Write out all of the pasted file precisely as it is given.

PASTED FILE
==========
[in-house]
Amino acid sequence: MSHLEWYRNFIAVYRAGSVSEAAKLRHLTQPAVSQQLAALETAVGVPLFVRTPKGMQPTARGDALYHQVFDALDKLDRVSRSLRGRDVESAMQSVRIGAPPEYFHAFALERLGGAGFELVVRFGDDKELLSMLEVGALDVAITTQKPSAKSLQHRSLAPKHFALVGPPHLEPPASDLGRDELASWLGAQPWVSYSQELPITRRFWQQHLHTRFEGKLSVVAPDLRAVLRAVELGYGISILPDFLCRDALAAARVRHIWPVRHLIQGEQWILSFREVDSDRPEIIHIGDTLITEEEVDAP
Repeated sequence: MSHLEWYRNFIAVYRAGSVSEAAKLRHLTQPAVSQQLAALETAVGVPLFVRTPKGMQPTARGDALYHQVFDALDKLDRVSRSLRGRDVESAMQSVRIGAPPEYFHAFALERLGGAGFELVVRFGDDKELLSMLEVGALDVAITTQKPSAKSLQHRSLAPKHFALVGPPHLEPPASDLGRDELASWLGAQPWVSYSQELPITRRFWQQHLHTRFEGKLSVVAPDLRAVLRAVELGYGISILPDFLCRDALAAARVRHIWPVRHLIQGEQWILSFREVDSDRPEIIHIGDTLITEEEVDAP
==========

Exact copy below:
[in-house]
Amino acid sequence: MSHLEWYRNFIAVYRAGSVSEAAKLRHLTQPAVSQQLAALETAVGVPLFVRTPKGMQPTARGDALYHQVFDALDKLDRVSRSLRGRDVESAMQSVRIGAPPEYFHAFALERLGGAGFELVVRFGDDKELLSMLEVGALDVAITTQKPSAKSLQHRSLAPKHFALVGPPHLEPPASDLGRDELASWLGAQPWVSYSQELPITRRFWQQHLHTRFEGKLSVVAPDLRAVLRAVELGYGISILPDFLCRDALAAARVRHIWPVRHLIQGEQWILSFREVDSDRPEIIHIGDTLITEEEVDAP
Repeated sequence: MSHLEWYRNFIAVYRAGSVSEAAKLRHLTQPAVSQQLAALETAVGVPLFVRTPKGMQPTARGDALYHQVFDALDKLDRVSRSLRGRDVESAMQSVRIGAPPEYFHAFALERLGGAGFELVVRFGDDKELLSMLEVGALDVAITTQKPSAKSLQHRSLAPKHFALVGPPHLEPPASDLGRDELASWLGAQPWVSYSQELPITRRFWQQHLHTRFEGKLSVVAPDLRAVLRAVELGYGISILPDFLCRDALAAARVRHIWPVRHLIQGEQWILSFREVDSDRPEIIHIGDTLITEEEVDAP